Ni may be forgetful with experiences that seem insignificant to them, but for things that matter, they have a good grasp of remembering details. The Ni-Se axis allows this close perception of the details in their surroundings. If an Ni speaks to you about an event they’re interested in, it’s actually overwhelming how much detail they can give you, along with the proper order of events.
However, if you ask them questions that interest you but may appear insignificant to them, their keen observation of details mostly decreases and yes, they do appear forgetful.
I told a friend who is an Ni-user, “remember when I balled my eyes out to you at the back of the school building?” she was puzzled. She then let out a chuckle and told me, “Oh gosh, what happened there again?” I didn’t know if I should laugh or not, because I poured my heart out that time and she didn’t remember. Well, dang, that was a decade ago, so I’ll let that slide. Lol.
On the other hand, Ne tends to keep long-time memories. Ne-users don’t care much about the chronological order of events, but rest assured that they have a record of the highlights even way back from their childhood.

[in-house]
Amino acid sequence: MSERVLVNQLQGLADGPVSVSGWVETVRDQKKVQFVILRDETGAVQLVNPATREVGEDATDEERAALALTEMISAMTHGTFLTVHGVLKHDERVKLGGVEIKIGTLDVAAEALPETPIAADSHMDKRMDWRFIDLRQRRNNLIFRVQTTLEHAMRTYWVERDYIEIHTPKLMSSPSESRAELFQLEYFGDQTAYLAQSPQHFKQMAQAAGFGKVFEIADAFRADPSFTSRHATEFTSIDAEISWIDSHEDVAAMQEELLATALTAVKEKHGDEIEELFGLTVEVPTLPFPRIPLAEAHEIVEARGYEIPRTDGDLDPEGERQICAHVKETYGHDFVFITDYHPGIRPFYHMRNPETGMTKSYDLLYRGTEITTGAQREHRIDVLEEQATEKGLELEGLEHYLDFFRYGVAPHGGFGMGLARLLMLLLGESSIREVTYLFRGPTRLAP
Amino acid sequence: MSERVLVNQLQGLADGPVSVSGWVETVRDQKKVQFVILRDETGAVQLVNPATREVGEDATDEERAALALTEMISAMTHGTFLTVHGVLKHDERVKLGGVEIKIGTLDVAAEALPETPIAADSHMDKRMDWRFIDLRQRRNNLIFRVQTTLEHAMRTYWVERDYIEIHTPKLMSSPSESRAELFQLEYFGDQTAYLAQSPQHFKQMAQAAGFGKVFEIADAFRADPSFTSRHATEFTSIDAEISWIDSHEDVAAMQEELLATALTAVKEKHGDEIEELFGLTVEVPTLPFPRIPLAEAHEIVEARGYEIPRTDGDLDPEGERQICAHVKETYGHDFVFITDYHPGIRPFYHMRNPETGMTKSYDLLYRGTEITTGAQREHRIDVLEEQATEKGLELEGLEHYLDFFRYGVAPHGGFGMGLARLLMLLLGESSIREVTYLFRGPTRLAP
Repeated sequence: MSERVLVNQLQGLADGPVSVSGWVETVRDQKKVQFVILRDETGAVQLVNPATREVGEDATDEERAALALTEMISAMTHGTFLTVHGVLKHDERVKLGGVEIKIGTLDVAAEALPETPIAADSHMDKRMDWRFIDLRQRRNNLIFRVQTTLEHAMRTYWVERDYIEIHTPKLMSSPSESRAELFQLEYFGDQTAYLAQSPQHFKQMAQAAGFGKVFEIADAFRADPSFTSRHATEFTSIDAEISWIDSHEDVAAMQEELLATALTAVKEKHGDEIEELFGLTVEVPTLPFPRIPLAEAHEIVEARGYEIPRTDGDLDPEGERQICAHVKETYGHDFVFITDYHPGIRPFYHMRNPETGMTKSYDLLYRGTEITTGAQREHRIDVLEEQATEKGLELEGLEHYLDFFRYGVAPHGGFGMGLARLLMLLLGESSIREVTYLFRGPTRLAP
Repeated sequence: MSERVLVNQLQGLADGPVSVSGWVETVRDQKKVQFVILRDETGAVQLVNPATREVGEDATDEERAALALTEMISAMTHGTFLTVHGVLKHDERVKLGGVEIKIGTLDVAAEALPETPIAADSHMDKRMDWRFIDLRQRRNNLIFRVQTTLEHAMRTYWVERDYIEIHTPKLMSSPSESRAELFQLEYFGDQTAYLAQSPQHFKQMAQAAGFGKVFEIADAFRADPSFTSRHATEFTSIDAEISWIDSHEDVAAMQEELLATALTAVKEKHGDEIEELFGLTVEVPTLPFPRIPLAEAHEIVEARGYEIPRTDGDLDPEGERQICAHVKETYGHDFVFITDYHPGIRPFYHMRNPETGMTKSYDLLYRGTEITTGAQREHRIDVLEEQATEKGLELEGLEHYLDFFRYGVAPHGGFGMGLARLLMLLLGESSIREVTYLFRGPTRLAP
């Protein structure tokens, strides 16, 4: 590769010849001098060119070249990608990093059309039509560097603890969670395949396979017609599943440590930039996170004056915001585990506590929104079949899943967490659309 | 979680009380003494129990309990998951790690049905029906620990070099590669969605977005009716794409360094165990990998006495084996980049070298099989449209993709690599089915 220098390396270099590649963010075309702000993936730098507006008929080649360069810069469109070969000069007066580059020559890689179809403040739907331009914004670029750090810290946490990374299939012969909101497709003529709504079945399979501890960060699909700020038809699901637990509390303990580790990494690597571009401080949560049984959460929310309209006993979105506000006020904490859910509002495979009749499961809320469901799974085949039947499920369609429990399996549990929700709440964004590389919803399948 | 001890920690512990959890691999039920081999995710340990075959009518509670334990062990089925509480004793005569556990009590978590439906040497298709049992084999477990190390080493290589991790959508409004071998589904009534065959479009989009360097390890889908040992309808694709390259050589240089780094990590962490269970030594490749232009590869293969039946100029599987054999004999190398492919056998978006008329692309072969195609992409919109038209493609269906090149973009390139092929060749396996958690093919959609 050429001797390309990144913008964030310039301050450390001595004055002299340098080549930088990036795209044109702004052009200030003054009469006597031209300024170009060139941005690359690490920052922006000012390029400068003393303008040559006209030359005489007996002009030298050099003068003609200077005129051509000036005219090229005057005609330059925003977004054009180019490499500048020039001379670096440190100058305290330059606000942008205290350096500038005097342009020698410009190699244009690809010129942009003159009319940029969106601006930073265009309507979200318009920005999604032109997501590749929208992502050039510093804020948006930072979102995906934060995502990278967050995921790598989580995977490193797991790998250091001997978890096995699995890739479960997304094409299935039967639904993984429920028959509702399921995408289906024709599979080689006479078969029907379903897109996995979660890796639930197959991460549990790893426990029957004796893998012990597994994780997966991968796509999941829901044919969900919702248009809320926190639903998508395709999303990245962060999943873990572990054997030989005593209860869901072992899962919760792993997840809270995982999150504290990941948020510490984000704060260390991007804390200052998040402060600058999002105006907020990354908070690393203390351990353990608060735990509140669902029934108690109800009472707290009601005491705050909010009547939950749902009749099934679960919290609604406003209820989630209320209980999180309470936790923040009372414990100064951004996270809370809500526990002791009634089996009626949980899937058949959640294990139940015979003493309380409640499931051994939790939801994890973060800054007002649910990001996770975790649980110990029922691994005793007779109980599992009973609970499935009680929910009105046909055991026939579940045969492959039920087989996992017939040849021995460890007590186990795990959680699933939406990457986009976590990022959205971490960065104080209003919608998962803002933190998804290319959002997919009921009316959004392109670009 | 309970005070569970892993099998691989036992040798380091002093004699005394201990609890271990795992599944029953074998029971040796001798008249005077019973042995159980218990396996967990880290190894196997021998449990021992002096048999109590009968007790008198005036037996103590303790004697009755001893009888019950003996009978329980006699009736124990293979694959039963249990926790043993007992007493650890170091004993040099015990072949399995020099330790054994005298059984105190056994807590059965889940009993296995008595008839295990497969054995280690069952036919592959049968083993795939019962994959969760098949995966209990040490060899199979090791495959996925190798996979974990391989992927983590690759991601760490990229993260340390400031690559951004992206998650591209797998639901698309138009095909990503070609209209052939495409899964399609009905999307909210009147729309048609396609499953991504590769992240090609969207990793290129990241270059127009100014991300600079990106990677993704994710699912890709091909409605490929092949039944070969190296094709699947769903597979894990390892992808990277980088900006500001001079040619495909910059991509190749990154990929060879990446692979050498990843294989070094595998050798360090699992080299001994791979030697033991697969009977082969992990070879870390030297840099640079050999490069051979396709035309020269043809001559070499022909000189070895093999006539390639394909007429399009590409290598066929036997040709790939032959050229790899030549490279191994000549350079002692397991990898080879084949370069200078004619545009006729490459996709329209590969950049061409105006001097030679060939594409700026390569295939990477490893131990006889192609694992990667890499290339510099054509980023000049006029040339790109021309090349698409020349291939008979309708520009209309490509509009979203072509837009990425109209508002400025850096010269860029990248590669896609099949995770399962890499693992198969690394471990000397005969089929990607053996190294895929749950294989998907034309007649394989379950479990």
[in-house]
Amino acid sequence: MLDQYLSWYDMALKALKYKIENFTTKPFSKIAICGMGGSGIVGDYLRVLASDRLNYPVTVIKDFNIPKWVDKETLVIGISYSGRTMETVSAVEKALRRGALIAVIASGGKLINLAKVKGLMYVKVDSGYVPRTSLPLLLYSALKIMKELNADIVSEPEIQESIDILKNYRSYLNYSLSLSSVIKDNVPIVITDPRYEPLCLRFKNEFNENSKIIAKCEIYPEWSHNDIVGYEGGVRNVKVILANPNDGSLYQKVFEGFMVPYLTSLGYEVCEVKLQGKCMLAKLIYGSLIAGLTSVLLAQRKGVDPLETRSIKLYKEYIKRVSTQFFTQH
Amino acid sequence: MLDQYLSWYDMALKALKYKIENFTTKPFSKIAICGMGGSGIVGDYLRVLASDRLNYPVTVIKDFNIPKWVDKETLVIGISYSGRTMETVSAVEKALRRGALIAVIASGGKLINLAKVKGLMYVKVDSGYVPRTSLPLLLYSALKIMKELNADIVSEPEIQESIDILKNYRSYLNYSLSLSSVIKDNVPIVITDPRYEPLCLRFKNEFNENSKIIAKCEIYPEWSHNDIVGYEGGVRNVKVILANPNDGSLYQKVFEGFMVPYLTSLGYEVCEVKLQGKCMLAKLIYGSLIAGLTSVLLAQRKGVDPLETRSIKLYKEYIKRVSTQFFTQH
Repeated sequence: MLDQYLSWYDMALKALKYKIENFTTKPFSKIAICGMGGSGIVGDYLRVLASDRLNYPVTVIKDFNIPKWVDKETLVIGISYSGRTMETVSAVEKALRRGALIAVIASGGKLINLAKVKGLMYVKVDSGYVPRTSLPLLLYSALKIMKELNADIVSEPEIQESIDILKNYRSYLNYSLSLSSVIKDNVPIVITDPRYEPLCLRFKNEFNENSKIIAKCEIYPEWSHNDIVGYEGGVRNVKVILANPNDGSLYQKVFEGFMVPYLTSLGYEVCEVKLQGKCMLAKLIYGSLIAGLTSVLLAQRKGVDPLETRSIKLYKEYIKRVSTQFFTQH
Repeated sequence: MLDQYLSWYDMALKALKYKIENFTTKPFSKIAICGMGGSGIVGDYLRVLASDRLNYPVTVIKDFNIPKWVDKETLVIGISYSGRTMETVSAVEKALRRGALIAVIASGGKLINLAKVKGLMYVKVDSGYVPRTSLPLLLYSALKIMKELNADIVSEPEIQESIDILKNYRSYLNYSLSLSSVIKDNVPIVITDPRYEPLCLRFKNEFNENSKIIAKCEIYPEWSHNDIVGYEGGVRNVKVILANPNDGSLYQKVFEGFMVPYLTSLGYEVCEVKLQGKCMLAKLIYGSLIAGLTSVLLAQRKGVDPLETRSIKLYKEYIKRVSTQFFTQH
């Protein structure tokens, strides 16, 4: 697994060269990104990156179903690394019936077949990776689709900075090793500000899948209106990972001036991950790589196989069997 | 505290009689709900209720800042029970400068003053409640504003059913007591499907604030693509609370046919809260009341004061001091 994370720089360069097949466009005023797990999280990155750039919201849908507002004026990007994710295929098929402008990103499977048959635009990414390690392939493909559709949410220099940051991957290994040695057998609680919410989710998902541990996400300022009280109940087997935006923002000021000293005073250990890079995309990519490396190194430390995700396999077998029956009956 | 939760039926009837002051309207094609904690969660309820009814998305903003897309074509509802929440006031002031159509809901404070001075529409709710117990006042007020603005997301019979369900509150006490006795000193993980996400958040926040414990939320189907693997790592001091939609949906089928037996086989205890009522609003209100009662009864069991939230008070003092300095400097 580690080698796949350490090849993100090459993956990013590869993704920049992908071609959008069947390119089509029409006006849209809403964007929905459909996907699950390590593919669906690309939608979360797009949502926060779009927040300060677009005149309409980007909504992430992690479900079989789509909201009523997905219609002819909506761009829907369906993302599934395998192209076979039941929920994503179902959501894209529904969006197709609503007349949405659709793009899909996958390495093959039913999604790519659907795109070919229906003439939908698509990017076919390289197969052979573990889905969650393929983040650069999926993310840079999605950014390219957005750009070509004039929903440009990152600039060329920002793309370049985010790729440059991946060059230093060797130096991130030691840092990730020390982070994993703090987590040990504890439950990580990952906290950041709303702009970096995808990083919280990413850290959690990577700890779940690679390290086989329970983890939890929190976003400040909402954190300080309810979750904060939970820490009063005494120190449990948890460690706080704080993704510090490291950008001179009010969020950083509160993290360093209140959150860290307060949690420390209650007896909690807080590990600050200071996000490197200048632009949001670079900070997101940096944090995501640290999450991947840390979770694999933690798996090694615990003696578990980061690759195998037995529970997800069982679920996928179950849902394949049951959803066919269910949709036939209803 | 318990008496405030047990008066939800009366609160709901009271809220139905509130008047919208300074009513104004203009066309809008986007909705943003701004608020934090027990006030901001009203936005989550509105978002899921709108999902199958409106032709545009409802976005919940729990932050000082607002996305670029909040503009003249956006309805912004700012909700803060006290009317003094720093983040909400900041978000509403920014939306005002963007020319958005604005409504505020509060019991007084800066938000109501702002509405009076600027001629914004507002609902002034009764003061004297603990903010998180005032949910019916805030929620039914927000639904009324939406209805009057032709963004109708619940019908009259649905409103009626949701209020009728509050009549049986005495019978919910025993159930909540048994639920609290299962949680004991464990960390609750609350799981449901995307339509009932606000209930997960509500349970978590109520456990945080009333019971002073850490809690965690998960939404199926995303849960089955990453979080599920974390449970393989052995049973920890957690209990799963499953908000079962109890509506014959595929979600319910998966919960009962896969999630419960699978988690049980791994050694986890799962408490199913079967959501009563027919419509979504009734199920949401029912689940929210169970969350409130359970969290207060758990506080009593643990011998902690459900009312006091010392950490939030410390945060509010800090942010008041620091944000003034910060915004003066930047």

The Ne-Si axis help retain memories especially when these moments are associated with the smell, warmth, atmosphere, tensions, and emotions. They may remember what their friends said 10 years ago, how each Christmas went each year, how the cold air felt different that year, or have picture books from childhood embedded in their minds. They are very nostalgic people.
That’s it! These are the differences between introverted intuition and extraverted intuition. I hope this information helps you reorganize your thoughts and understand your thought processes better. As I always said in my previous posts, learning your core helps you identify your strengths and weaknesses.
Hope this helps you differentiate Ni and Ne.
Thanks for reading! 🙂